- I think many patients come to therapy expecting answers, quick-wins, and “hands on” treatment from their therapist. What are practical ways therapists can set the tone for a true active partnership—and explain its importance.
- If a family member came to you interested in a red-light intervention or some questionable treatment they found online, how would you walk them through it?
- I look back on treatments I’ve provided that I’m embarrassed of and now see as ineffective. WIth exponential amounts of research coming out, how can we, as therapists, prepare our hearts and minds for the reality that we may find out over our careers that things we’ve done in the past were ineffective or even harmful?
- What OT assessments and treatments are you most excited about right now?
- How does our profession need to change to provide more effective CP care?
1 hour (0.1 AOTA CEUs)
Target Audience/Educational Level
Our target audience is occupational therapy practitioners who are looking to learn about Cerebral Palsy and OT Evidence. The educational level is introductory.
Instructional Methods/Registration/Special Needs Requests/Cancellation Policy
This course is an independent/self-study course delivered via podcast on iTunes, Spotify and Google Play. Explore your listening options on the OT Potential Podcast page.
If you need accommodations to take this course, please contact us and we will address your needs on an individual basis.
If this course were to be canceled, please see our cancellation policy on our terms page.
Course Completion Requirements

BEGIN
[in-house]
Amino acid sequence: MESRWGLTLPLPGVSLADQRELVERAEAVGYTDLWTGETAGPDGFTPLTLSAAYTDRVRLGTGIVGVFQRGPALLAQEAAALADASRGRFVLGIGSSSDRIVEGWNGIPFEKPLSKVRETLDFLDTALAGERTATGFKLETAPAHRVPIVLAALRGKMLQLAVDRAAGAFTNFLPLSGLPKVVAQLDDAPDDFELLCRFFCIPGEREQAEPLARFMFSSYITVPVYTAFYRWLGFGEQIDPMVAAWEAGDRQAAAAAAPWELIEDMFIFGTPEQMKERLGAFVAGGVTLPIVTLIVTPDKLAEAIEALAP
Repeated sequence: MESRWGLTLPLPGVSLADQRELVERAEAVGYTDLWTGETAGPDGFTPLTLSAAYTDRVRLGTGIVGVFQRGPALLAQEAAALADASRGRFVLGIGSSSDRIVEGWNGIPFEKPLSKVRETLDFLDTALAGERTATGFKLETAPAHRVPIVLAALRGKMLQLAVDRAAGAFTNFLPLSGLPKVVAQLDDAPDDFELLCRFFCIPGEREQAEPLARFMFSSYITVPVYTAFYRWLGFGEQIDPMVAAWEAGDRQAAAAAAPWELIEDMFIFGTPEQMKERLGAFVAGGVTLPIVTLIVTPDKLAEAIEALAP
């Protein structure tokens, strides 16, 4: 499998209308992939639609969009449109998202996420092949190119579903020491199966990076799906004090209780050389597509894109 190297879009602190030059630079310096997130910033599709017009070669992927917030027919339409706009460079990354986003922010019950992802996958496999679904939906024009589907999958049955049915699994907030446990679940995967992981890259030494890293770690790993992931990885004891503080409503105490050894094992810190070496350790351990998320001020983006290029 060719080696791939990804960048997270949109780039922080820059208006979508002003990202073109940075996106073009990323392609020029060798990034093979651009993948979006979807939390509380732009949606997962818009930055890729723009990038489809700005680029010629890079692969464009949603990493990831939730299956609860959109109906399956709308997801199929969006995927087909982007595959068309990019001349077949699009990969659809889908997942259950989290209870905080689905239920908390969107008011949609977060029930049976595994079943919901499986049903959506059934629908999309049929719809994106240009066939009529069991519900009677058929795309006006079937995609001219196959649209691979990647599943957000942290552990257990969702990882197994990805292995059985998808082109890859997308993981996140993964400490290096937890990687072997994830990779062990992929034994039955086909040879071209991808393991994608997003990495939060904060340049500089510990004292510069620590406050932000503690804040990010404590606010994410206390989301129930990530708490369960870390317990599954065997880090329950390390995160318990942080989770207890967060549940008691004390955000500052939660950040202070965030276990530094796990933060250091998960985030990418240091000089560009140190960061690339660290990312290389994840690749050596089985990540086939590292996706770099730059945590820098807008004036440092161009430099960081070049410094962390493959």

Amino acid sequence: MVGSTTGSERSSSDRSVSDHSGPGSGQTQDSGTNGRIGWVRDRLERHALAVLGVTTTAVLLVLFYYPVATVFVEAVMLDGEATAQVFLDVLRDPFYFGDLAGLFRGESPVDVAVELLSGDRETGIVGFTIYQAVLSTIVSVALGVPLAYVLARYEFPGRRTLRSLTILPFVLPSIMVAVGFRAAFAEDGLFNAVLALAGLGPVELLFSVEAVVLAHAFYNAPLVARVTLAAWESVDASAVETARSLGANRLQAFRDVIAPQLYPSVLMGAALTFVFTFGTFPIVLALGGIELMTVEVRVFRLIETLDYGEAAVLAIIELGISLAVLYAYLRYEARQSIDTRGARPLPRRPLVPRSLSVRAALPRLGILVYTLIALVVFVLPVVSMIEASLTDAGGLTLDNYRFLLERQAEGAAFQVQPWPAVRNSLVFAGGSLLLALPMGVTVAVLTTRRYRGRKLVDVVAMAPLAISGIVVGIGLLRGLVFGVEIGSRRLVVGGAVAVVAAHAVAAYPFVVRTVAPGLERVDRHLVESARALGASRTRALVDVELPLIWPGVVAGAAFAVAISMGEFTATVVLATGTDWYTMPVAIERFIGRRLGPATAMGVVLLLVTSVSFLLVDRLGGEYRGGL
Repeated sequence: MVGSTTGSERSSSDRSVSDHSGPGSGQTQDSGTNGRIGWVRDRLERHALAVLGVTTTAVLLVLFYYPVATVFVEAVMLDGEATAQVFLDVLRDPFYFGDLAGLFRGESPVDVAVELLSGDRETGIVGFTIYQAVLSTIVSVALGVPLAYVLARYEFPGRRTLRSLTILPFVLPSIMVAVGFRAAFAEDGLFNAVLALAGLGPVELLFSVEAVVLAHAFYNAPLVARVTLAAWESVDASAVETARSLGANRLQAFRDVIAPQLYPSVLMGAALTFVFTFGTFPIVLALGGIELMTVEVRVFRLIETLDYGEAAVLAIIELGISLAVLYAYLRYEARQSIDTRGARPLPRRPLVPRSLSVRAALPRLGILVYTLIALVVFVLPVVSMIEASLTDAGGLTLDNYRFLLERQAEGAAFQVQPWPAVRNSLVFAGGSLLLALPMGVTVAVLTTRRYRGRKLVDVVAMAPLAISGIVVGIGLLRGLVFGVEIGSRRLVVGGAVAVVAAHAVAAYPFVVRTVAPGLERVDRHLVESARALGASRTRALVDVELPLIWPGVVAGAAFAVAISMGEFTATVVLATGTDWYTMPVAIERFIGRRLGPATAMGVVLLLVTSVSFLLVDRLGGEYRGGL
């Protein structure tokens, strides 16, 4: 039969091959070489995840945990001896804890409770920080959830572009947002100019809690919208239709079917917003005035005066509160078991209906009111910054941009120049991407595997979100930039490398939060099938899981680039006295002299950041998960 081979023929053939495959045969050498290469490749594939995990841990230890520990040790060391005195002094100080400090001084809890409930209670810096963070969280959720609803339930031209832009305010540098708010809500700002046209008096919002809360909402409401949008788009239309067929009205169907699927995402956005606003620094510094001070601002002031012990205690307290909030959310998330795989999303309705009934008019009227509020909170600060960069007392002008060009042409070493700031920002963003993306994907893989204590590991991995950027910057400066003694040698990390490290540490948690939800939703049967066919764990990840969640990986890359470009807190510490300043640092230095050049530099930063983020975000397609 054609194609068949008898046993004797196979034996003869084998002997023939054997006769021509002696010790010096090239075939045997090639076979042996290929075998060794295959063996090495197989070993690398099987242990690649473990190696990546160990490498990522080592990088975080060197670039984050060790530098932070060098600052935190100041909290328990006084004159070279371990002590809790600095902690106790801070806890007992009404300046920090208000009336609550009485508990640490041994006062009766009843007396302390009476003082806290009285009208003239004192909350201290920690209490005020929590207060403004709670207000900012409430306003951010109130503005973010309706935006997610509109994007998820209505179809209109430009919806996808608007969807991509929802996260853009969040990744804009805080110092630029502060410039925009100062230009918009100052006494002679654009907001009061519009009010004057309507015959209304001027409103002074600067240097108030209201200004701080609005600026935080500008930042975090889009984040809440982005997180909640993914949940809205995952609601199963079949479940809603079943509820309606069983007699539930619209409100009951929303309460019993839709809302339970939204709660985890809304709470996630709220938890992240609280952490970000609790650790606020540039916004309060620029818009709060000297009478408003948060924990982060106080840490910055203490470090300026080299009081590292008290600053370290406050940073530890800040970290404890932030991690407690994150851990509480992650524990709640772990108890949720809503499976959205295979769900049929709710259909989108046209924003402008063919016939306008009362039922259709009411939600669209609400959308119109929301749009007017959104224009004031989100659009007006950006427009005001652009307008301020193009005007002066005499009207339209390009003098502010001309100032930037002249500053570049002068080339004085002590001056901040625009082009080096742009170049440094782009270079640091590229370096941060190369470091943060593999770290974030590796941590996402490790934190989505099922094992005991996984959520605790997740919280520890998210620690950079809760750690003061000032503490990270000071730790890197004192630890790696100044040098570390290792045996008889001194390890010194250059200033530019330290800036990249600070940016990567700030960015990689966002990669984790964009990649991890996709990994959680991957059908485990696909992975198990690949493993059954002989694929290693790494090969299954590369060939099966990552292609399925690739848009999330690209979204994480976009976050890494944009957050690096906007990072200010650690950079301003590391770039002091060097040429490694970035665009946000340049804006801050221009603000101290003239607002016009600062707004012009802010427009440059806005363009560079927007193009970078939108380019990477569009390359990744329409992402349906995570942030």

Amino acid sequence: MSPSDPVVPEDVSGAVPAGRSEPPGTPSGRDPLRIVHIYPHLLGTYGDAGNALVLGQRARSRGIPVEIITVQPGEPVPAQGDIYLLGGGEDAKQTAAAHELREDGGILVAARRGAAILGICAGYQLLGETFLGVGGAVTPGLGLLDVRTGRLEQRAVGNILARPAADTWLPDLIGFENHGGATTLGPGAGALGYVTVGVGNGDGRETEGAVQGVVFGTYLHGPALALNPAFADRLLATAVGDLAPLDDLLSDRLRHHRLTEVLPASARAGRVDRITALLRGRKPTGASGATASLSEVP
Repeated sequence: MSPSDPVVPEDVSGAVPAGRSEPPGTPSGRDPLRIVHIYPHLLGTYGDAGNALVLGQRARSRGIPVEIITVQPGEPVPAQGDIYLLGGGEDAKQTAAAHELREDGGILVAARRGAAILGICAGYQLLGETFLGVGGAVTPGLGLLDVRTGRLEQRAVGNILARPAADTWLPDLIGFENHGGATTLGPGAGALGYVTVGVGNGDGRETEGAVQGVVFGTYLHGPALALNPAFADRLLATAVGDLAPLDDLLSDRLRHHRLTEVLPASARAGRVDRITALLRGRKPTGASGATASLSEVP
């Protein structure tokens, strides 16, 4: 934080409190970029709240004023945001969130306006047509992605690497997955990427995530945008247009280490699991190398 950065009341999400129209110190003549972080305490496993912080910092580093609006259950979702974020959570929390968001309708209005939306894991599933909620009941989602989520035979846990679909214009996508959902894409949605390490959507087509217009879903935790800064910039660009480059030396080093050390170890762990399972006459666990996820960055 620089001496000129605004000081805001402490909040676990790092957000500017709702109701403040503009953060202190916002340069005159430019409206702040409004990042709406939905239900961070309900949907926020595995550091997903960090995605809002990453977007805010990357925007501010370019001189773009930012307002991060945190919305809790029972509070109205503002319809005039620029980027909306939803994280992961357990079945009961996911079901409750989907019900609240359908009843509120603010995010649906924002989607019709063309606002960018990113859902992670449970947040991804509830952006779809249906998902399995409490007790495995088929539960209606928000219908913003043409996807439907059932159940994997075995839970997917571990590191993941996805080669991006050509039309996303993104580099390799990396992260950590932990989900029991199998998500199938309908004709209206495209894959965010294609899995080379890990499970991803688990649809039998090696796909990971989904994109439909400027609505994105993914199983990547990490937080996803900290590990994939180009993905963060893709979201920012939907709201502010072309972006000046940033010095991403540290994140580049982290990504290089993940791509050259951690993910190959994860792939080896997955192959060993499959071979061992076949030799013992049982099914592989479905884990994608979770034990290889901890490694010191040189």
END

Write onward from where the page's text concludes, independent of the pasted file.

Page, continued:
In order to receive a certificate for this course, you must first listen to the podcast in its entirety. Then, you will need to take the test (found at the top of this page) and earn 75% or higher. If you pass, a certificate will be automatically generated and sent to your email.
Financial and Non-financial Disclosures
It is the policy of OT Potential to disclose any financial and non-financial interest the provider or instructor may have in a product or service mentioned during an activity. This is to ensure that the audience is made aware of any bias of the speaker.
We here at OT Potential have no financial stake in this topic. Our guest, Dr. Novak also has no financial disclosures.
Dr. Iona Novak, OT, PhD:
Professor Iona Novak is the Cerebral Palsy Alliance Chair of Allied Health, The University of Sydney, Australia. Iona is a Fulbright Scholar establishing “Xcellerate” – an American-Australian Cerebral Palsy Stem Cell Research Consortium that pools collective efforts to find a cure.
Driven by an internal belief that research and healthcare have the potential to change lives, Iona has pursued projects and roles with the greatest possible impact on children and families, including, co-founding the Australian Cerebral Palsy Register, and developing clinical practice guidelines to diagnose cerebral palsy early, define best practice early intervention and interventions to improve independence.
Sarah Lyon, OTR/L:
Sarah’s passion is helping fellow OT practitioners translate evidence into daily practice. Sarah earned her BA in religion from St. Olaf College, then earned her master’s degree in occupational therapy from New York University in 2011. Since then, she’s worked in numerous facilities, including a critical access hospital, an acute trauma hospital, and a state inpatient psychiatric hospital.
Sarah is the founder/owner of OT Potential. Read more about OT Potential here.
This course was designed to meet your continuing education requirements
We designed the courses in the Club to meet the requirements for “online” and “independent/self-study” courses. For more details read our blog post: Can I earn OT CEUS from a podcast? To verify the requirements from your specific state (within the US), check out our post, OT Continuing Education Explained. If you are outside of the United States and have questions, please contact us.